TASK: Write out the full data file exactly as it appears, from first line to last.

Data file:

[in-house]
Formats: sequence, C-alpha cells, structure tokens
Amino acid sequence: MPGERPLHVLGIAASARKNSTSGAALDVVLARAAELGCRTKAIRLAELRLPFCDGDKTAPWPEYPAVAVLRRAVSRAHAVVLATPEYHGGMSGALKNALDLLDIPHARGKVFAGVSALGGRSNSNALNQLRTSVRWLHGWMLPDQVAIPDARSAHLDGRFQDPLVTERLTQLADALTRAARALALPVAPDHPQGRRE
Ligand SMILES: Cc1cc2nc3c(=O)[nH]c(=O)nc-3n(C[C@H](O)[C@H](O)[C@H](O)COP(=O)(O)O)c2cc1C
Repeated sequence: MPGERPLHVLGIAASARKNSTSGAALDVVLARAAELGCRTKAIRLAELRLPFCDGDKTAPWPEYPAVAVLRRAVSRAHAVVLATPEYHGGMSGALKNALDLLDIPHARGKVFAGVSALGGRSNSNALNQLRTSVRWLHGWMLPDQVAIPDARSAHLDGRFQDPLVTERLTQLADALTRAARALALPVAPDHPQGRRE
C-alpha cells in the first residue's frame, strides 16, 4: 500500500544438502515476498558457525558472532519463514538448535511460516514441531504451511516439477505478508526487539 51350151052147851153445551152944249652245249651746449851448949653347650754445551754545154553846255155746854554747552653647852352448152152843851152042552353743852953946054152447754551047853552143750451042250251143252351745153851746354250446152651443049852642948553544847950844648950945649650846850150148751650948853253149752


[in-house]
Formats: sequence, C-alpha cells, structure tokens
Amino acid sequence: MPGERPLHVLGIAASARKNSTSGAALDVVLARAAELGCRTKAIRLAELRLPFCDGDKTAPWPEYPAVAVLRRAVSRAHAVVLATPEYHGGMSGALKNALDLLDIPHARGKVFAGVSALGGRSNSNALNQLRTSVRWLHGWMLPDQVAIPDARSAHLDGRFQDPLVTERLTQLADALTRAARALALPVAPDHPQGRRE
Ligand SMILES: Cc1cc2nc3c(=O)[nH]c(=O)nc-3n(C[C@H](O)[C@H](O)[C@H](O)COP(=O)(O)O)c2cc1C
Repeated sequence: MPGERPLHVLGIAASARKNSTSGAALDVVLARAAELGCRTKAIRLAELRLPFCDGDKTAPWPEYPAVAVLRRAVSRAHAVVLATPEYHGGMSGALKNALDLLDIPHARGKVFAGVSALGGRSNSNALNQLRTSVRWLHGWMLPDQVAIPDARSAHLDGRFQDPLVTERLTQLADALTRAARALALPVAPDHPQGRRE
C-alpha cells in the first residue's frame, strides 16, 4: 500500500544438502515476498558457525558472532519463514538448535511460516514441531504451511516439477505478508526487539 51350151052147851153445551152944249652245249651746449851448949653347650754445551754545154553846255155746854554747552653647852352448152152843851152042552353743852953946054152447754551047853552143750451042250251143252351745153851746354250446152651443049852642948553544847950844648950945649650846850150148751650948853253149752